Travel much these days?
The whole concept seems unimaginable now.
With coronavirus soft lockdowns on and off, few people are getting in or out of Japan. Even travel within the country has been restricted during the state of emergency, though the government recently launched a rather dubious Go To Travel campaign that seems all but guaranteed to worsen the epidemic.
Anyway, all this has made me long for simpler times when travel was mostly risk-free. That’s not to say it was easy. In fact, the best places aren’t easy to get to at all. Case in point: Tokyo’s remote Ogasawara Islands. Here’s an article I wrote about my experiences along this enchanting archipelago, originally published in InTouch magazine.
I got off the ferry and stepped into a decent approximation of my idea of paradise. I had been on the ship for 25 hours, but I hadn’t even left Tokyo. Here in Futami port on Chichijima island, 1,000 km south of Tokyo Tower in the azure Pacific, I found it hard to believe I was still in Japan.
As locals gathered around the Ogasawara-maru, I noticed several faces that were not quite Western, and not quite Japanese. These were briny, weatherbeaten men who call themselves Bonin islanders first and Japanese second. Chichijima is part of the Bonin chain, known as the Ogasawaras in Japan. First settled by Westerners and Polynesians in the 1830s, the islands were later annexed into Japan and given unique names – one group is a wedding party, with Mukojima (Bridegroom Island), Nakojima (Go-between Island), and Yomejima (Bride Island), and another is a family, with Chichijima (Father Island) and Hahajima (Mother Island) being the only inhabited isles in the chain.
One of the Bonin men met me at the pier. A former U.S. soldier and Vietnam vet, John Washington could have easily won an Ernest Hemmingway lookalike contest. He took me to his hostel, the Banana Inn, where he had a room and a scooter set aside for me. He gave me some directions and a crash-course in scooter driving, and soon I was off exploring.
Home to some 2,000 people, Chichijima has very little concrete, no convenience stores, and no airport — the 25-hour ferry is the only way in. An unexpected bit of magic on the overnight sail was the diamond mine of stars over the waves; planets and distant suns seemed to burst out of the Milky Way like lights on a Christmas tree. The show didn’t stop there. As I scootered shakily from Futami, the cliffs rose in dramatic undulations beneath jungle peaks. Soon I was at Kominato Beach, a pristine spit of white sand that I had all to myself. After a brief swim to cool off, I took a short hike through the jungle to Copepe, another beach just north of Kominato. Along the path I came across armies of hermit crabs hauling their shells up and down the sandy path. While Chichijima is home to about 60 endangered species such as the Bonin flying fox (humpback whales can be seen within 500 meters of shore in winter), I kept running into crabs and feral goats roaming the hills.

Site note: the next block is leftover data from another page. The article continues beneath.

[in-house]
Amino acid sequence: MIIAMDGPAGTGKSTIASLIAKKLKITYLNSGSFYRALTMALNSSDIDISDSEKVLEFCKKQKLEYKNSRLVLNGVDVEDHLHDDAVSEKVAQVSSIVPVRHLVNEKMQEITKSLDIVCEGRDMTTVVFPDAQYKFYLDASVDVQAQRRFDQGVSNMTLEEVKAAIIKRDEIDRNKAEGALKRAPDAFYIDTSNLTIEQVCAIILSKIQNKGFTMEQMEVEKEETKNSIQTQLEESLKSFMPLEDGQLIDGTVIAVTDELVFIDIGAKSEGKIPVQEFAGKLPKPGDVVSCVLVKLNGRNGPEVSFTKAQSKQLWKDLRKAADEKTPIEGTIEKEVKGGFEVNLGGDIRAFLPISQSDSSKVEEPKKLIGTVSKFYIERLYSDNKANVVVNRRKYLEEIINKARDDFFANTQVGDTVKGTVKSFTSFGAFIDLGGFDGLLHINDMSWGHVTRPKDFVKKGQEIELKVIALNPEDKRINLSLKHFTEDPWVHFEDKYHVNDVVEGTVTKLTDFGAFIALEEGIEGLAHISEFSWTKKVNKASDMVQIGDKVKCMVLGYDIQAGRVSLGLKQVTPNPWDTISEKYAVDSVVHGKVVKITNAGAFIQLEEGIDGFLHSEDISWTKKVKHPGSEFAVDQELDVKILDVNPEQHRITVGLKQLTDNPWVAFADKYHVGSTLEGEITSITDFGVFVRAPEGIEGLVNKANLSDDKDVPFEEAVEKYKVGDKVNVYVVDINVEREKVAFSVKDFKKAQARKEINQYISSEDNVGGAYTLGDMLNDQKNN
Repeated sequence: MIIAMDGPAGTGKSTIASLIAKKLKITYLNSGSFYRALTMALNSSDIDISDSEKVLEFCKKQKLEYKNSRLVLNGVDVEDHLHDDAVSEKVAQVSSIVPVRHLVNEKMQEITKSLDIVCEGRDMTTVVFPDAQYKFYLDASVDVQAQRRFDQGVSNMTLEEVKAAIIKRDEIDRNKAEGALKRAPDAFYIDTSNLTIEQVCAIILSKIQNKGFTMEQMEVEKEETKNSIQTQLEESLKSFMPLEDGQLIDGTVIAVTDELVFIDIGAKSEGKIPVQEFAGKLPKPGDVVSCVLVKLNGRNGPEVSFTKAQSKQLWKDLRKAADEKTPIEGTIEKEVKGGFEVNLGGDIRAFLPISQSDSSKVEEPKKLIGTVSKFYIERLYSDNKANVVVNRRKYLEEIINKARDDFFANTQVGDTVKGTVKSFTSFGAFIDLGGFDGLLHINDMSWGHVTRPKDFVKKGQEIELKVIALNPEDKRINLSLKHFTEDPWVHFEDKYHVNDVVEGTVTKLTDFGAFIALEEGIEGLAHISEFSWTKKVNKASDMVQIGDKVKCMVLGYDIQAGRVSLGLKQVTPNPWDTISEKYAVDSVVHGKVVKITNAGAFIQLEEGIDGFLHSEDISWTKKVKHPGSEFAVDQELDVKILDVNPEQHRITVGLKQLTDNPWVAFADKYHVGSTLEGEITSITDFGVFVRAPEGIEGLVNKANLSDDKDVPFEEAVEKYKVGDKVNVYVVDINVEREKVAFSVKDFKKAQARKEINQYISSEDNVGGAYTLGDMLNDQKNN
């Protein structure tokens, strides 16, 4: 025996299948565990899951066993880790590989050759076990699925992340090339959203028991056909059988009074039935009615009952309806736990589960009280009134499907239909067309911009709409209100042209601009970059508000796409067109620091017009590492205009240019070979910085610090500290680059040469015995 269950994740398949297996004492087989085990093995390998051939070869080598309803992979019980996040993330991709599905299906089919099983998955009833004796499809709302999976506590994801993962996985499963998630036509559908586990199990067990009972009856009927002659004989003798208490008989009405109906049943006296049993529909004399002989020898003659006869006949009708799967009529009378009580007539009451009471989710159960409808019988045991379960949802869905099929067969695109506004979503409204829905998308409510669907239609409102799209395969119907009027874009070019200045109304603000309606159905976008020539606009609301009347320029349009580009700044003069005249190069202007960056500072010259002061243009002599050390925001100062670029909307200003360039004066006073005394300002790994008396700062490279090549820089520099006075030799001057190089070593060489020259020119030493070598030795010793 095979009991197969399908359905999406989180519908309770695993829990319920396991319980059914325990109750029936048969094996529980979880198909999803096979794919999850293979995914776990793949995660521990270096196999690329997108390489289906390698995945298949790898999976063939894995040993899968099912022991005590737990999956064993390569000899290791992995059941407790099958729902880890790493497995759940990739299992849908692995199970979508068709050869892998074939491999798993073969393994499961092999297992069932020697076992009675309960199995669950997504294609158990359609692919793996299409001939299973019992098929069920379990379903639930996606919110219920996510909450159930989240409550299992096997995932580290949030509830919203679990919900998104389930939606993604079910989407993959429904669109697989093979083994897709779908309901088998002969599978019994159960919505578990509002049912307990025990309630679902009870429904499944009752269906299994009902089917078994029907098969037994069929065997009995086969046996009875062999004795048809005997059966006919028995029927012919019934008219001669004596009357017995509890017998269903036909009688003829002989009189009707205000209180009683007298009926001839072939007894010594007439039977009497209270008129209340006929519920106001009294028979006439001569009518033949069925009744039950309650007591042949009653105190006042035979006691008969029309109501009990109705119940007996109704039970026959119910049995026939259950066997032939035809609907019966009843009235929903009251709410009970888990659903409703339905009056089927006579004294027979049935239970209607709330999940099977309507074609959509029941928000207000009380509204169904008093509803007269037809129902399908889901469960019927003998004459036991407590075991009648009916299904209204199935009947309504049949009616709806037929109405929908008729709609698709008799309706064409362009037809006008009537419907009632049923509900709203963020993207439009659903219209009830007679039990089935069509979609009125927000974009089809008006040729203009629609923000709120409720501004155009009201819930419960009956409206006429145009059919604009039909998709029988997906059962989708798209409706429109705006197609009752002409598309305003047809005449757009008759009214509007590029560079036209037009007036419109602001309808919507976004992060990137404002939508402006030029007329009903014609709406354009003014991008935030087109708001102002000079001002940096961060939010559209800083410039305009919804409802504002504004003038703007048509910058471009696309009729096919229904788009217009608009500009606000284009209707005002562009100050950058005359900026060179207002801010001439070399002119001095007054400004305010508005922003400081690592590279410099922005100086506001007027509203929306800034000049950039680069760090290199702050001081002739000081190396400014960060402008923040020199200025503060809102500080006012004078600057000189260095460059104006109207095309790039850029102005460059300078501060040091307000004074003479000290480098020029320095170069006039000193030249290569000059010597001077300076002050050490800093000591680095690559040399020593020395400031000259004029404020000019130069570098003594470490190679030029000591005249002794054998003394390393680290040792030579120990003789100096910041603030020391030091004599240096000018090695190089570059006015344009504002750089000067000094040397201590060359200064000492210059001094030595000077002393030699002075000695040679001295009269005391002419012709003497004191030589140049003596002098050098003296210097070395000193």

Scootering up toward Mt. Chuo, I passed isolated cottages, the odd café and an immense radio telescope pointed at the heavens. After a 1-km hike down the east coast, including a steeply pitched 200-meter drop, I was on Hatsune-ura Beach, also deliciously deserted. I fell into a routine of hiking jungle trails to remote stretches of sand, some of which, like John Beach, still have decaying World War II gun emplacements. At night in Futami, I munched on Chinese mackerel shimazushi (“island sushi”) at Marujo, and sipped cocktails at Yankee Town, a chilled-out driftwood bar on the edge of town.
While visitors can spend many days exploring Chichijima’s jungles and beaches, sailing out to snorkeling, diving and fishing spots are the main draw here. I signed up with the Pink Dolphin, a day tripper skippered by Stan Minami. We motored out to Minami-jima, an uninhabited island with majestic karst formations and a delicate ecology that has been carefully protected. Next we were off to Hahajima, the other major island in the chain and the southernmost inhabited part of Tokyo. Near the high green cliffs of its shore, we came alongside a pod of dolphins leaping out of the shallows. The water looked too good to resist, and soon everyone was strapping on fins and masks. The corals were breathtaking and teeming with butterfly fish, angelfish and parrotfish.
Even sleepier than Chichijima, Hahajima is home to only 450 people, much fewer than in the past. Kita-mura, an abandoned village on the north side of the island, lies at the end of the only major road. I explored Oki port and found one of the most charming youth hostels I’ve seen in Japan, Anna Beach Hahajima. Overlooking the harbor, Anna is run by a young family eager to host foreign guests. They pointed me toward Minami-zaki, a southern promontory with panoramic views of outlying islands and a nearby mini-Fuji, Mt. Kofuji.
I envisioned whiling away several weeks on Hahajima, writing haiku and taking photos, but I had to get back aboard the Ogasawara-maru for the long journey home. As the ferry blasted its horn and set sail from Futami, dozens of islanders waved us off from the port and in speedboats that escorted us into the Pacific. I can still see them jumping off the decks into the sea, screaming their farewells. It was the best sendoff I’ve ever had.